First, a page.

Telling stories

I am a visual person so its quite natural for me to use stories with clients when I coach.  There are a number of reasons why I believe the use of story telling is a good communications tool but I wanted to focus on 2:

Bring a scenario to life

Helping people understand an issue or behaviour that involves them can be a challenge but by using stories and examples you can easily explain the situation and help them understand.  Let me give you an example;  I use the concepts of transactional analysis when I work with clients.  This is all about appropriate behaviours at work, especially as a manager.  You can behave like an ADULT, a PARENT or a CHILD.  I explain the difference between the three, most people kind of get it.  However, when I use the story below, the client usually gains a better understanding and why being the ADULT is the right approach in 90% of situations.  So here’s my story:

Imagine you are driving a car and stopped at a traffic light in the middle lane.  The lane to your left is left turn only but the boy racer in that lane is revving his engine and you suspect he is going to under take you.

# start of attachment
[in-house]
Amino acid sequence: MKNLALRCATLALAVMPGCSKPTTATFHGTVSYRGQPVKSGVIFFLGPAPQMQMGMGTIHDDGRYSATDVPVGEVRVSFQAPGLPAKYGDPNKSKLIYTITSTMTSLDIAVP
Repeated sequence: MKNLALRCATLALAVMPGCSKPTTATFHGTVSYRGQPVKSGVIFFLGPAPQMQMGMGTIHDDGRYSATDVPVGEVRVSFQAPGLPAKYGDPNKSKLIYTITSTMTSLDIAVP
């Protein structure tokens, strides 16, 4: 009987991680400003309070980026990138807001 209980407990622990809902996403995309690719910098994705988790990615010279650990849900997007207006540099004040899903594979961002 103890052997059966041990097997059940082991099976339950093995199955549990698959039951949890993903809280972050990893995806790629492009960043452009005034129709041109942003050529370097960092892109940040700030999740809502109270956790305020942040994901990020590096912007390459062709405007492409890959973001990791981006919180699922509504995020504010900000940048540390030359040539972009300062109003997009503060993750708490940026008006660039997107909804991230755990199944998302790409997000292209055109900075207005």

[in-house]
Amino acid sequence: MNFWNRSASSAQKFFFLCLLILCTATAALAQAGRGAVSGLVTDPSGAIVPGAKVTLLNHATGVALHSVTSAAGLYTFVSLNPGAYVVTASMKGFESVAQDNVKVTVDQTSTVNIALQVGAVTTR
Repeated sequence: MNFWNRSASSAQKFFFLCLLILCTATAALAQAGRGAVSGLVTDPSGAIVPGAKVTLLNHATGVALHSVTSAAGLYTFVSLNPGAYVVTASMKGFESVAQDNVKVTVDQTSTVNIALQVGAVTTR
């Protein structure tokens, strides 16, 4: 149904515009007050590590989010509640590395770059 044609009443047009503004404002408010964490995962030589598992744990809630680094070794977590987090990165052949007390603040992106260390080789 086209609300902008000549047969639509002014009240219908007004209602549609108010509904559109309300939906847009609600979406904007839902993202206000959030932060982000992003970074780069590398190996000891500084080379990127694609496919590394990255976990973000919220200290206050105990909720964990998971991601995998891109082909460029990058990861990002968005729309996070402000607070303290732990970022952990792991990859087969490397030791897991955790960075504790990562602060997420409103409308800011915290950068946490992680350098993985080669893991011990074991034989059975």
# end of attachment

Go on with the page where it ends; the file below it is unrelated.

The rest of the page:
• The PARENT in you races to over take him then slows down to 30mph to ‘teach him a lesson’
  • The CHILD in you wants to race him and beat him
  • The ADULT thinks ‘silly idiot’ and ‘lets him undertake you and zoom off whilst you maintain a safe speed

Which of those scenarios is the best?  This story example helps people understand the concepts much more easily then just explaining them.

The use of ‘3rd partying’

If you want to remove the emotion from a difficult conversation or piece of feedback then using 3rd party examples and language will do that for you.  One way is to tell a story (that isn’t directly about them) to help them see the situation from your perspective and to avoid  them becoming defensive.  So rather than saying “you are always late and your colleagues are fed up of picking up your slack” you might say “imagine someone who is always late for work, how do you think that person’s colleagues would feel towards that person?”  The second ‘story’ approach has completely removed the confrontation that would ultimately lead to a defensive response.

Stories are powerful tools in a work context and a useful management approach, so are they something that you frequently use?  Love to hear your experiences?

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